Erik Stiller, M.F.A. ’09

Screenwriter Found LMU Grad School Was the Right Place

Alum Erik Stiller

Erik Stiller, M.F.A. ’09, credits patience, curiosity and diligence for his success in the TV industry. Starting with his screenwriting degree at Loyola Marymount University, he also knows the value of being in a place where you can learn everything about the business.

While working on his bachelor’s of fine arts degree at the School of the Art Institute of Chicago, Stiller was introduced to screenwriting and became fascinated. After graduation, he followed his curiosity out to the West Coast, where he looked into graduate schools in Los Angeles, drawn by the industry and the weather. When he discovered LMU, he says, “It felt like home.”

At LMU, his courses covered the full range of film and television, from theory to production to engineering and screenwriting. To add to his good fortune, his work-study job with the LMU School of Film and Television scheduling editing bays put him in the position to meet everyone and observe the filmmaking process from beginning to end.

One night, Stiller sat in on a guest lecture because he was interested in the speaker, a TV producer, and made the introduction that landed him an internship on the TV show “Criminal Minds.” In something of a rarity, Stiller has spent 11 years on the same show; his internship turned into a temporary production assistant job, and then, while he was on his honeymoon, he got the call for the full-time job as production assistant. In his seventh year with “Criminal Minds,” he was offered a freelance opportunity to take one of the show’s script through the whole process, from preparation to post production. He was later put on the staff as a writer and co-producer, eventually writing 10 “Criminal Minds” episodes.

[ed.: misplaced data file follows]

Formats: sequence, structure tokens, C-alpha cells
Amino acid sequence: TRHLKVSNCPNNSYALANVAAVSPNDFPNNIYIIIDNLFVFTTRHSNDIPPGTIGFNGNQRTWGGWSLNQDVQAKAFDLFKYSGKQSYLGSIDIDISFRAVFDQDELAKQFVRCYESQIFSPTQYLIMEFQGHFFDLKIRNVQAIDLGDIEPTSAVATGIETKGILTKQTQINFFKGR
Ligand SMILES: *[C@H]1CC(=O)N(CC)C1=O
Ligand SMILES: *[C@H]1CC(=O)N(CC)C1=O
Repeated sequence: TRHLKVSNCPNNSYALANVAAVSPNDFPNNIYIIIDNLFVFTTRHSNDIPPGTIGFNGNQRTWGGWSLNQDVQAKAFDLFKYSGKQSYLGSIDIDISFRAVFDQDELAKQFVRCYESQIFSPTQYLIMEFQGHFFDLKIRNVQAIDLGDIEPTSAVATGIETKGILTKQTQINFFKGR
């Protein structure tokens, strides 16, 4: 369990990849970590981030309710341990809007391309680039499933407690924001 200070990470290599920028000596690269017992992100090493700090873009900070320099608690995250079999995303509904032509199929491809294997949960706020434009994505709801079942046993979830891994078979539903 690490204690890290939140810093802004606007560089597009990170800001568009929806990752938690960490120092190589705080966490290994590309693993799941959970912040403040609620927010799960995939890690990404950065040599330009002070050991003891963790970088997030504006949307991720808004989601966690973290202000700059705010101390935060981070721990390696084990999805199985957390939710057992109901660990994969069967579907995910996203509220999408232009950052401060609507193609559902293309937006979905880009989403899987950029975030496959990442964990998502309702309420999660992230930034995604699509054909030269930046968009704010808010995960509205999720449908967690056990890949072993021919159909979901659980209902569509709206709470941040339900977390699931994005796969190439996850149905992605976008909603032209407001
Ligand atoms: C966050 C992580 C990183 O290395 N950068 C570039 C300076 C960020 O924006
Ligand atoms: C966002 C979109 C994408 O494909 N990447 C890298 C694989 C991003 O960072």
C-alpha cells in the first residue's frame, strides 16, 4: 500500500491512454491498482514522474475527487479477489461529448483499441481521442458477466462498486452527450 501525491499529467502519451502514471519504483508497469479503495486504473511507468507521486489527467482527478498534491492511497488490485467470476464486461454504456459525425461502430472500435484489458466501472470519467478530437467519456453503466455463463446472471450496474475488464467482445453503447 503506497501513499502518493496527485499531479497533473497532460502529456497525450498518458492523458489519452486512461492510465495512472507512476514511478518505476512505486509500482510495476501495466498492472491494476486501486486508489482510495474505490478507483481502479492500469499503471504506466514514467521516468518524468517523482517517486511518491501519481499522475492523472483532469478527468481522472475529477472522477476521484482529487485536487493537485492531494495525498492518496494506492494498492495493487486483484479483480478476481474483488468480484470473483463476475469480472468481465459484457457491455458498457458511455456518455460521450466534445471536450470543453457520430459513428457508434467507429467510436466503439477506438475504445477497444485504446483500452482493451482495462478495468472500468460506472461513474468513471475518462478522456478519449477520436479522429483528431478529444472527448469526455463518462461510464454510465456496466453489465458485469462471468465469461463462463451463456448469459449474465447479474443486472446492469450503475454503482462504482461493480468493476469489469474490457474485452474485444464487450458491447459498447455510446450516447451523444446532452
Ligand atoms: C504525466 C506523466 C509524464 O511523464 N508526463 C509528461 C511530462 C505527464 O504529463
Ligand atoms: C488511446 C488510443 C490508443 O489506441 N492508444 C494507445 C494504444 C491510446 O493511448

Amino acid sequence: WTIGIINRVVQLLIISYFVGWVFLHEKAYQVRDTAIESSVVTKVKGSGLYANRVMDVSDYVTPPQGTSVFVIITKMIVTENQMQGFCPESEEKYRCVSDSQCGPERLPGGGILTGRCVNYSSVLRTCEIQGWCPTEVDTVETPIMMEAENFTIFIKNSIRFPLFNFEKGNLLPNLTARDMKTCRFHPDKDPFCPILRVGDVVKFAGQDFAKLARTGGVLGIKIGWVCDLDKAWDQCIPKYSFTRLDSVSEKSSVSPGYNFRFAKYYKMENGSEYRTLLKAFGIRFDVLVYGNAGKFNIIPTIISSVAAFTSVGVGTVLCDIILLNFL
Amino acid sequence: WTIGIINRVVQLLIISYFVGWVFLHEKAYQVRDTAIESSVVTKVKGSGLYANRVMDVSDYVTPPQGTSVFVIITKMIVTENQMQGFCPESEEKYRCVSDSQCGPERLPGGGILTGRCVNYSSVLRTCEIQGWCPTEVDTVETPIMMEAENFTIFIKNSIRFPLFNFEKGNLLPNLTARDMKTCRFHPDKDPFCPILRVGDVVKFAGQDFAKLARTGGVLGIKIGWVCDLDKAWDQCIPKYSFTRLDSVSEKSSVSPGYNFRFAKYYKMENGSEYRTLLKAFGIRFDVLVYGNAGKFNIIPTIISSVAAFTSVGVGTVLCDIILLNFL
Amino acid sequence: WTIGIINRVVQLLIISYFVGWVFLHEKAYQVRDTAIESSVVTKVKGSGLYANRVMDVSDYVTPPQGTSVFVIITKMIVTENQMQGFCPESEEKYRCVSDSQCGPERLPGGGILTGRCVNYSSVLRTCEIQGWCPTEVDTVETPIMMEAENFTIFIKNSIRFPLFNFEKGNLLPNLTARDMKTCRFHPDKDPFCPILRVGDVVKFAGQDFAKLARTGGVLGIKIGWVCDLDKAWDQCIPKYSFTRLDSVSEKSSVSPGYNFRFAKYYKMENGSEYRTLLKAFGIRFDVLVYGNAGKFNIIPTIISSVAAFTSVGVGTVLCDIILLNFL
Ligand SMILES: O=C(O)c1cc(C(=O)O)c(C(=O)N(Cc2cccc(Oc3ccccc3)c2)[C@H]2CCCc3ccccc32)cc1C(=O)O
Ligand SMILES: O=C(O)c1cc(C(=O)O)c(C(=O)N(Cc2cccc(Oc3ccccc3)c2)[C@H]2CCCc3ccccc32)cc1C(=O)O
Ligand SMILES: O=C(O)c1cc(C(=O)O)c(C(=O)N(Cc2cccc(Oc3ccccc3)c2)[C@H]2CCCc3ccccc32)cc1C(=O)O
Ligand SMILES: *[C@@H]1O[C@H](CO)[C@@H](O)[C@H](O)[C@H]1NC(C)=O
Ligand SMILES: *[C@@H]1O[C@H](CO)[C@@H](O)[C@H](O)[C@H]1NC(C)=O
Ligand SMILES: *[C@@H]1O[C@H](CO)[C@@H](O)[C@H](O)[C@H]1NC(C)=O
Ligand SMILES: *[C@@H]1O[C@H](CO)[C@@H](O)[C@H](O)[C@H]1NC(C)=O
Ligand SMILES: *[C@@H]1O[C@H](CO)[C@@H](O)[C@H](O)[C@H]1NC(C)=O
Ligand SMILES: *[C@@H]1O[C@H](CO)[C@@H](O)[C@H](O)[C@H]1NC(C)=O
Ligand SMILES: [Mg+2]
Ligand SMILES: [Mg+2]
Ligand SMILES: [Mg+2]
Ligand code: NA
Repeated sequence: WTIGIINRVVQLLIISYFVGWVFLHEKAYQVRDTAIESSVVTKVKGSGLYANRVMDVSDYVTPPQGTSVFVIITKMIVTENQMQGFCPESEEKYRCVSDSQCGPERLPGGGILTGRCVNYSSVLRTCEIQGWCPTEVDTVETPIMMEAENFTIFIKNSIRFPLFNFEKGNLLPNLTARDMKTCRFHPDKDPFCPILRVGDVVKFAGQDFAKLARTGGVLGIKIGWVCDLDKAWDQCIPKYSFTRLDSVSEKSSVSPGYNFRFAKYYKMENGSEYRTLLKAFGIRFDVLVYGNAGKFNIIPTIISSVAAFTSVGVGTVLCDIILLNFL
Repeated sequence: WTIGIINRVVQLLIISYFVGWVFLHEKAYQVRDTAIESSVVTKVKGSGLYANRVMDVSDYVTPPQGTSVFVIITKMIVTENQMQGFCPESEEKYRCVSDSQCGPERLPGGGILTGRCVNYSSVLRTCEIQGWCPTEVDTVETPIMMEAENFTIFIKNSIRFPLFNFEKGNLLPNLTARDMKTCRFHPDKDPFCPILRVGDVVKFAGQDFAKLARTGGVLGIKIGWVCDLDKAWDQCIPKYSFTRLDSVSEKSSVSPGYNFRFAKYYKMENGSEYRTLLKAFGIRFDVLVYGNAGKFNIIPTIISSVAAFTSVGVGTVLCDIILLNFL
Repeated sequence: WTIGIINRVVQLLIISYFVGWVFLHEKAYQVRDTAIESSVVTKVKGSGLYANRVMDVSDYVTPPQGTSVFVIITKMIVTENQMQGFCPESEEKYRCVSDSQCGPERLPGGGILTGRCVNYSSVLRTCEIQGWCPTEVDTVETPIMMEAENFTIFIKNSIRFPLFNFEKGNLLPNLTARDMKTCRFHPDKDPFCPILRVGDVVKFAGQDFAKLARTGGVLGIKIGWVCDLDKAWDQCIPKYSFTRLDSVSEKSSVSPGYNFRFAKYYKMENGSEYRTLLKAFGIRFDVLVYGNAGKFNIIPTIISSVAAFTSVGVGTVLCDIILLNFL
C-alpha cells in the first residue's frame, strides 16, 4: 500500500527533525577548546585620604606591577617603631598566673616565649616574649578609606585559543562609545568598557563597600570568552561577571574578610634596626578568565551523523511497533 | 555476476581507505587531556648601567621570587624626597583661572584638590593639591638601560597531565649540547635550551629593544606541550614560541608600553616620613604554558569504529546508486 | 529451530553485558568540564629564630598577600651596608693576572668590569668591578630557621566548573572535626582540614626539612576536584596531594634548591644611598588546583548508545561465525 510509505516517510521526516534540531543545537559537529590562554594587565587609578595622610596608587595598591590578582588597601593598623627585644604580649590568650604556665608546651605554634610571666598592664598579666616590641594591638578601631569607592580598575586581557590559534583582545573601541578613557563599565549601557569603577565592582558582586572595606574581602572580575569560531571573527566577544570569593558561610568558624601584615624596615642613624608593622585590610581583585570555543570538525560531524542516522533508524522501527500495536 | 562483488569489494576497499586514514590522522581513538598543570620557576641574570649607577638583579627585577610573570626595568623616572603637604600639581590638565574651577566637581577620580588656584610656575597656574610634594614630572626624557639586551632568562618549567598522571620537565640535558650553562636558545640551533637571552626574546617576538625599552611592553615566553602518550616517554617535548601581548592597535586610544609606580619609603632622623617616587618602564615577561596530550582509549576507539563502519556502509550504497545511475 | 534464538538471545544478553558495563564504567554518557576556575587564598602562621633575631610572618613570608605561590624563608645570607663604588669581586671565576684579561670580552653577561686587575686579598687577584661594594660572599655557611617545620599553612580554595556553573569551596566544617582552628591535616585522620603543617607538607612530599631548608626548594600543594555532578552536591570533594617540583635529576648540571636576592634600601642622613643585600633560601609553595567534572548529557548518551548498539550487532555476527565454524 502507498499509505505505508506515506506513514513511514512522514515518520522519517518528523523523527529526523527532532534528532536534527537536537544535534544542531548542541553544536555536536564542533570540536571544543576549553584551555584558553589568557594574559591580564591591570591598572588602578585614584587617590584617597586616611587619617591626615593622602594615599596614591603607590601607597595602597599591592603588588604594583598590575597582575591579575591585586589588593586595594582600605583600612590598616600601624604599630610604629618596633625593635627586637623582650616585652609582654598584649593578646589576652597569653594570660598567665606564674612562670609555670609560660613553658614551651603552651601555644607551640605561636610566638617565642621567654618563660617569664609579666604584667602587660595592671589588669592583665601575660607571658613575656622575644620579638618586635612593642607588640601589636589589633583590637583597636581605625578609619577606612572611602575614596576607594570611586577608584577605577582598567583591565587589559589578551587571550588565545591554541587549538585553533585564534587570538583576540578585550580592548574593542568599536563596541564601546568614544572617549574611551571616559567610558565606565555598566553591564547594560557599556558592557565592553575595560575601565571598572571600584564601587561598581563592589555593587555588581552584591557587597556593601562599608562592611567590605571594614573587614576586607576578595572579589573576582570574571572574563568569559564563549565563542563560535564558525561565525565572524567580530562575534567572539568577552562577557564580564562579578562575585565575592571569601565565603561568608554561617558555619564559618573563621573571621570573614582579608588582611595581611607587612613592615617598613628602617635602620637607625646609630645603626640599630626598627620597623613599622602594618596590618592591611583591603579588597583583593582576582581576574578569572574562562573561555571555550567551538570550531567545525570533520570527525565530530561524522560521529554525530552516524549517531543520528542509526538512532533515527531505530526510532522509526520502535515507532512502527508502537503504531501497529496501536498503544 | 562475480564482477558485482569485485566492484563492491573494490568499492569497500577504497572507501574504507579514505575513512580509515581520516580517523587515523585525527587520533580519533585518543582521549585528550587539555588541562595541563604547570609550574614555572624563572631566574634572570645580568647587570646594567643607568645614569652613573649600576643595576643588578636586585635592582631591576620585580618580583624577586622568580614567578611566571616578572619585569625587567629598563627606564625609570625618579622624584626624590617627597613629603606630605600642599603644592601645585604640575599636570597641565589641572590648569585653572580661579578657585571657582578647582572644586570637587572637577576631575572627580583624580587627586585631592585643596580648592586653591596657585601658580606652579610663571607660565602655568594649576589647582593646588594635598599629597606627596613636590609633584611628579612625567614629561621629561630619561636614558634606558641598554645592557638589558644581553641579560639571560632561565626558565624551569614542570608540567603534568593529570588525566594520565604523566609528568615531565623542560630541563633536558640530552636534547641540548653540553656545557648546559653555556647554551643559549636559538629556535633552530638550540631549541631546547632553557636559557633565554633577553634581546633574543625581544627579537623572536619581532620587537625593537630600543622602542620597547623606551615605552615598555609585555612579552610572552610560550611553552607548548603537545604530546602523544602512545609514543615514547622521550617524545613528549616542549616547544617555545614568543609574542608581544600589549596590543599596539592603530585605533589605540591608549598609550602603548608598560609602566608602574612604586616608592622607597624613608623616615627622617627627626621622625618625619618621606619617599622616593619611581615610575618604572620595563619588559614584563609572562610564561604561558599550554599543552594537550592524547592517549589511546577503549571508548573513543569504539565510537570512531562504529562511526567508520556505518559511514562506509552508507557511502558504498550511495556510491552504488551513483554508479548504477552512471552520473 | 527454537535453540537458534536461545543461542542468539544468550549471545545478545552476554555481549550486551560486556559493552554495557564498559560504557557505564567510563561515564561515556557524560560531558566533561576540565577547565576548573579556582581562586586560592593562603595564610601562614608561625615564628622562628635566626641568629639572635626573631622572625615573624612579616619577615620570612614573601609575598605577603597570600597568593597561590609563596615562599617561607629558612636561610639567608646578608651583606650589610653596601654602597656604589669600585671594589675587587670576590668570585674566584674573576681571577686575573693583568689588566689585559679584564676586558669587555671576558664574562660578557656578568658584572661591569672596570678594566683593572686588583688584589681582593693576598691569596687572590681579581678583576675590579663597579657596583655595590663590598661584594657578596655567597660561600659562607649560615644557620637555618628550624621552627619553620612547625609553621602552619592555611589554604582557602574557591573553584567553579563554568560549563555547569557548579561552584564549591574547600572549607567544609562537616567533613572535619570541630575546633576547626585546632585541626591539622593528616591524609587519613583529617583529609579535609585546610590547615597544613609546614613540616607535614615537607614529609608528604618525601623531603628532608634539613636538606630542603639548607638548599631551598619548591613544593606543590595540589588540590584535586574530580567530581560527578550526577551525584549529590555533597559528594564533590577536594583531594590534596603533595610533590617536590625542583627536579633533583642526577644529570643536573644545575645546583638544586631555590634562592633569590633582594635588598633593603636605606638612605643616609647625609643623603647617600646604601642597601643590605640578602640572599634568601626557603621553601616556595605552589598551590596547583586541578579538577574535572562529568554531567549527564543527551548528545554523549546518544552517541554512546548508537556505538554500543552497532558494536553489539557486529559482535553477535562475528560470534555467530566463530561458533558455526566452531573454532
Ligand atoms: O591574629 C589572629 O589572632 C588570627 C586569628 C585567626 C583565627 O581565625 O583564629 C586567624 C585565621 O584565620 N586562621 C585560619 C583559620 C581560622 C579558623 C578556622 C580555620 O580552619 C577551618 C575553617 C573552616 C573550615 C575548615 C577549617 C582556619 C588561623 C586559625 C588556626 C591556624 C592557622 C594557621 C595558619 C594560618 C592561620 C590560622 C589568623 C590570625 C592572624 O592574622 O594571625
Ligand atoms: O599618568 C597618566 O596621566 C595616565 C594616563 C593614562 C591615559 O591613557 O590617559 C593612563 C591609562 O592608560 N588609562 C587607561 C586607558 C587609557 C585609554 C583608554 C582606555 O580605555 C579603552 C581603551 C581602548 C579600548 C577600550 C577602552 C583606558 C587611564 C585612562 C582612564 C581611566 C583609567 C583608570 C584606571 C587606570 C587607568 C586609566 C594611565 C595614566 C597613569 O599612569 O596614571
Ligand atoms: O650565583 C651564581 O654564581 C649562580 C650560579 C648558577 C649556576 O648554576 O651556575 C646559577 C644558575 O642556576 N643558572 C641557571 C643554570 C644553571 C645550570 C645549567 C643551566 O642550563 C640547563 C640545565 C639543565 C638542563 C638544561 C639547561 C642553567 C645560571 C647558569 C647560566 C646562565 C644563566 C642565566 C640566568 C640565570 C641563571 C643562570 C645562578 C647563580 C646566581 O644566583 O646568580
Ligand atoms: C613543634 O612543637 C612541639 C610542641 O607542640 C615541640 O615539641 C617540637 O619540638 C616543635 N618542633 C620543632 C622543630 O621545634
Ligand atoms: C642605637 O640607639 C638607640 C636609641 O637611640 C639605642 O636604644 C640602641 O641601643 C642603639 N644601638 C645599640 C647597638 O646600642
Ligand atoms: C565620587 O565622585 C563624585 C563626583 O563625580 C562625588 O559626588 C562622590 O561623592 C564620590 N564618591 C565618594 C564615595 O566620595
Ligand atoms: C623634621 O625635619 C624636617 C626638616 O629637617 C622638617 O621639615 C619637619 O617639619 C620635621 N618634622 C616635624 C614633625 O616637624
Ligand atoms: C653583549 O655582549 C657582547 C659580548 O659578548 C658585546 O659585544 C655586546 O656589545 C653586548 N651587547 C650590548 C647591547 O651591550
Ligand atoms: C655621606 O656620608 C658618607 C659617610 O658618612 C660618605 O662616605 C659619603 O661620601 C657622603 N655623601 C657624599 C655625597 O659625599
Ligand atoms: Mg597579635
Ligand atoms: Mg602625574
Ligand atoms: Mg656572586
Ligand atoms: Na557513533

He says that starting at the bottom and working his way up is a distinct advantage, giving him a wealth of experience that informs his writing today.

That’s the point of view he emphasizes to LMU students he mentors. “Eighty percent of success is being patient,” he says. “If you can’t be trusted with the small jobs, they won’t trust you with the big ones. So, don’t miss the building blocks, all the details; if you do, you can’t relate to everyone.”